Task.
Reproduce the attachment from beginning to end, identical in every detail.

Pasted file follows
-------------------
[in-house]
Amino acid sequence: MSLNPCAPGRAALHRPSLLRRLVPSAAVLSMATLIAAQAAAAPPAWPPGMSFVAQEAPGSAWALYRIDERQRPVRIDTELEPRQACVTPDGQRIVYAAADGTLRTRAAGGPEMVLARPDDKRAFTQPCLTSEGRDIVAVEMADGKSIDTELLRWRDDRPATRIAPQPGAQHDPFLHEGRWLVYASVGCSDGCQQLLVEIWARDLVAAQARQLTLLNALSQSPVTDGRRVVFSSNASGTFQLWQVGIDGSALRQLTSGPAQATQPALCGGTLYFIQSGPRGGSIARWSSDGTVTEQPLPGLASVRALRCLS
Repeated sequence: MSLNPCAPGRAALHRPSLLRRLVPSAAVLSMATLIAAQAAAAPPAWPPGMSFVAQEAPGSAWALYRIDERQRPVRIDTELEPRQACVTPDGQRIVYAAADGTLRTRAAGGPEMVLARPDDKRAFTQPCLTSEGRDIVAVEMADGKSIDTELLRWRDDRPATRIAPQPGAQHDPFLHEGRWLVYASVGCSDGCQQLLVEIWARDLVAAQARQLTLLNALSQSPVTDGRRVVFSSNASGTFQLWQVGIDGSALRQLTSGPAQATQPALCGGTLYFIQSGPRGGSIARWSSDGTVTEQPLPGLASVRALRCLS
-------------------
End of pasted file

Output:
[in-house]
Amino acid sequence: MSLNPCAPGRAALHRPSLLRRLVPSAAVLSMATLIAAQAAAAPPAWPPGMSFVAQEAPGSAWALYRIDERQRPVRIDTELEPRQACVTPDGQRIVYAAADGTLRTRAAGGPEMVLARPDDKRAFTQPCLTSEGRDIVAVEMADGKSIDTELLRWRDDRPATRIAPQPGAQHDPFLHEGRWLVYASVGCSDGCQQLLVEIWARDLVAAQARQLTLLNALSQSPVTDGRRVVFSSNASGTFQLWQVGIDGSALRQLTSGPAQATQPALCGGTLYFIQSGPRGGSIARWSSDGTVTEQPLPGLASVRALRCLS
Repeated sequence: MSLNPCAPGRAALHRPSLLRRLVPSAAVLSMATLIAAQAAAAPPAWPPGMSFVAQEAPGSAWALYRIDERQRPVRIDTELEPRQACVTPDGQRIVYAAADGTLRTRAAGGPEMVLARPDDKRAFTQPCLTSEGRDIVAVEMADGKSIDTELLRWRDDRPATRIAPQPGAQHDPFLHEGRWLVYASVGCSDGCQQLLVEIWARDLVAAQARQLTLLNALSQSPVTDGRRVVFSSNASGTFQLWQVGIDGSALRQLTSGPAQATQPALCGGTLYFIQSGPRGGSIARWSSDGTVTEQPLPGLASVRALRCLS